My experience with the Atkins diet

by on Saturday, March 7th, 2009, under Atkins Diet

Dr. Atkins' New Diet Revolution

Dr. Atkins' New Diet Revolution

Hey everyone!  Today, I want to introduce you to the Atkins diet and explain how it has changed my life.  But first, I should let you know that I do not follow the diet 100% to the “T”, though I do generally stick to the guidelines set forth.  There is a book called “Dr Atkins’ New Diet Revolution” that you can get second hand on eBay for super cheap or you can usually pick it up at your local library.  If you are considering this diet, I highly recommend reading the book and discussing it with your doctor first.

So, how did I get started with Atkins?  Well, let’s go back a few years first.   Throughout high school, I weighed in at a lean 180 lbs and I stood 6’2″ tall.  After high school, I started putting on the pounds.  I don’t really know what changed, other than the fact that I was getting older, but during the next 4 years, I would add on 30 lbs a year.  Yep, at age 22, I weighed in at 301 lbs!  I ‘decided’ to go to the doctor to get a checkup at my mother’s request… You know how moms are 🙂 …  Turns out that this was a very eye opening experience.  I found out that I was generally in good health, but I had VERY high total cholesterol (to the tune of 298 mg/dL).  They wanted to start me on cholesterol medications right away, so I took the prescription and decided to try losing some weight to see how that affected things.

The average diet

I joined a gym (the RiverPlex in Peoria, IL), and I picked up swimming, 4 times a week for half an hour.  I started cutting back on my fat and calorie intake, and I took my daily dose of cholesterol medications up until my first check up.  Upon returning to my family doctor a couple of months later for blood work, we had noticed a great improvement in my cholesterol levels (190mg/dL) and I had lost 20 pounds.  All seemed to be well, but I was still overweight and my weight loss was not moving any further.  I decided to stop taking my medications (against my doctors recommendation) to see how my cholesterol levels looked with diet and exercise alone.  When I had my blood work done again, my total cholesterol jumped back up to 272mg/dL.  My doctor told me that it is likely genetic based on my family’s history, and that I will need to stay on the medications.  I have since come to peace with that, and I take my daily doses.  But, I was now motivated more than ever to lose the weight and see what happens.  Unfortunately, cutting out fat and calories meant I would leave the dinner table feeling hungry and deprived.  I was never able to maintain this for a long period of time and I could not get below 280 lbs.

Weight Watchers

My next step was to give Weight Watchers a shot.  I have to say, if you do Weight Watchers, the meetings do really help to motivate you.  Knowing that others are monitoring your progress gives you a little more will power when faced with a slice of pizza.  I managed to drop another 13 lbs by switching to this nutritional plan (sitting me at 267lbs).  I could not lose any more though because I could not satisfy my appetite on the points system.  I wanted this to work, but I was miserable the whole way.  I could not stand the thought of staying on this diet for another year, yet alone a lifetime.

The surgical contemplation

After a couple years of trying to lose weight, I felt like there was nothing that would make my food cravings go away in the long term, and I would rather live fat than miserable.  So as a last resort, I asked my family doctor about the Lap-Band procedure.  Knowing about the things I had tried, my doctor decided to recommend me for the procedure to the Peoria Surgical Group.   As an eligibility requirement, I had my Body Mass Index (BMI) checked using the BOD POD system at the RiverPlex.  The test calculated my BMI at 37.5, which meant that I needed to have 2 weight related health conditions to qualify for the surgery.  My doctor and I discussed this and determined that I would not qualify.  My only hope was to gain some more weight so that I would register a BMI of 40+ and qualify without the weight related medical conditions.  This was hardly an option for the health conscious.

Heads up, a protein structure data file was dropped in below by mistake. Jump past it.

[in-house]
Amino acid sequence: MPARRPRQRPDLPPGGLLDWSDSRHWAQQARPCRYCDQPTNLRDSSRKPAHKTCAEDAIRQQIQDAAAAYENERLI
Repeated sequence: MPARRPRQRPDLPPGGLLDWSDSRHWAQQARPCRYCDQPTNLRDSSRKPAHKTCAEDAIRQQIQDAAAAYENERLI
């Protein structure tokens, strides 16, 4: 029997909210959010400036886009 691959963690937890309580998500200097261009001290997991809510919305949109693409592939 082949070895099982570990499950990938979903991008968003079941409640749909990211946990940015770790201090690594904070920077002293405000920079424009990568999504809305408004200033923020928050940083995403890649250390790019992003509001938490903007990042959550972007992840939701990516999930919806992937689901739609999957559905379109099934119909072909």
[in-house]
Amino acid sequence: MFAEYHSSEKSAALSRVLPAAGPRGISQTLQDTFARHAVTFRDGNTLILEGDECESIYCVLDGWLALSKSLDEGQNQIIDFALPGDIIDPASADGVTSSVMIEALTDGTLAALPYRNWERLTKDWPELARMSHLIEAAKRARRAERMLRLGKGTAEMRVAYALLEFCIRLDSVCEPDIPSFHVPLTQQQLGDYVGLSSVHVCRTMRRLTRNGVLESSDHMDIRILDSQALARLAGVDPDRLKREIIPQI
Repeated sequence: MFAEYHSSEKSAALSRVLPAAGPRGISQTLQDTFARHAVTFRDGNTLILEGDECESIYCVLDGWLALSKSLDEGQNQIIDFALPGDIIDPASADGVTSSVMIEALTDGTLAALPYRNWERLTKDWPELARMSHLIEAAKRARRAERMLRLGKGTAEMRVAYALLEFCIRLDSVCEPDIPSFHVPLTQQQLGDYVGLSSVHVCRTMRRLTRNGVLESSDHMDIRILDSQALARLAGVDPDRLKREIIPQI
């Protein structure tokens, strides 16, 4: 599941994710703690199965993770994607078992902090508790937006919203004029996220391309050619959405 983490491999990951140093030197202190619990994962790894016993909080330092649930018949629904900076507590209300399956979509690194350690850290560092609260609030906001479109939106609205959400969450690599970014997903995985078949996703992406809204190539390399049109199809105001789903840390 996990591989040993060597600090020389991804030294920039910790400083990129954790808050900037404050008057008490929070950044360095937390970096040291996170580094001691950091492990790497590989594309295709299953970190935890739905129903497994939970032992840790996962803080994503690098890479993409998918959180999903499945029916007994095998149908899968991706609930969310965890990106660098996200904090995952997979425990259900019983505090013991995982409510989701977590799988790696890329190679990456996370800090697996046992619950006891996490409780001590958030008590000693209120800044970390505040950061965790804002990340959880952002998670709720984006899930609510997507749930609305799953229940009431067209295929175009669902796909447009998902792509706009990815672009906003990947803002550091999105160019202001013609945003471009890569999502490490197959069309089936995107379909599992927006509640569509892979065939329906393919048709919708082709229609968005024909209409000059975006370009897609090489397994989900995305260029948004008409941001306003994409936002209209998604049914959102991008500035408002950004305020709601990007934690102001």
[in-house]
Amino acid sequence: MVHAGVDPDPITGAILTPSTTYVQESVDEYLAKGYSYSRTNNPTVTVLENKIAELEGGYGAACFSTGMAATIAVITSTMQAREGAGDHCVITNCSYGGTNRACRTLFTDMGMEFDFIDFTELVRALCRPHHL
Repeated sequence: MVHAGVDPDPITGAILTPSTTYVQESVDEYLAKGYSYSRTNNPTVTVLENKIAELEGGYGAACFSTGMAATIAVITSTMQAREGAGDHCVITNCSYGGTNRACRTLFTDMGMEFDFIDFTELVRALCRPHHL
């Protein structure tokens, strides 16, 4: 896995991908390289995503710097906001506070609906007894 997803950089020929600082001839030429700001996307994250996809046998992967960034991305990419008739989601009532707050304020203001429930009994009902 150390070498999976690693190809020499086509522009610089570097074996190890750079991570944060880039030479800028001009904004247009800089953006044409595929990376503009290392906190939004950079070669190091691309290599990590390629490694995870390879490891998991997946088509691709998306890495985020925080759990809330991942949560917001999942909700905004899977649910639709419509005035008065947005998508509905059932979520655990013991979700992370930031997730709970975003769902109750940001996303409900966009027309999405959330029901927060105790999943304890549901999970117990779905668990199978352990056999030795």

A second opinion

My doctor retired a few months later, so I looked for a new family doctor a little closer to my home.  I needed to have blood work one, so I went to the local Proctor First Care and told them I needed a new family doctor.  While explaining my dieting history, my new doctor asked me about the kinds of diets I was trying.  He asked me to create a food log (from memory) so he could see exactly what I was eating on each of the diets and how much.  He noticed something that all of my food selections had in common; they were all high in carbohydrates.  Knowing that my reason for failure was that I never felt satisfied, he approached my dieting needs with a new perspective.  He requested that try the Atkins diet and limit my calorie intake to 1500 calories a day.  Having tried low calorie diets in the past, I quickly discounted the second part and decided to just try Atkins.

I bought the book and read through it.  This was very important for me because the book described why the diet works, and armed with this knowledge, I could make better decisions when I would select the foods to consume.  It sounded tough, since I LOVE Chinese, breads, and pastas; I didn’t know how long I would survive on the diet.  But I had faith (and no other options), so I bit the bullet and got started.

Breaking the carbohydrate addiction

This is something I want everyone to understand, and understand well.  I did not think I would last a month without all of the highly refined foods that I was use to.  I mean, bread is a staple of American cuisine.  But, there is an addiction…  An addiction that’s as real as the addiction many people suffer with Nicotine.  That’s why people think they would be miserable without these foods.  It’s quite synonymous to asking a smoker to give up their cigarettes.  The good news is, having battled both addictions, I can tell you that the carbohydrate addiction is much easier and quicker to break than a nicotine addiction.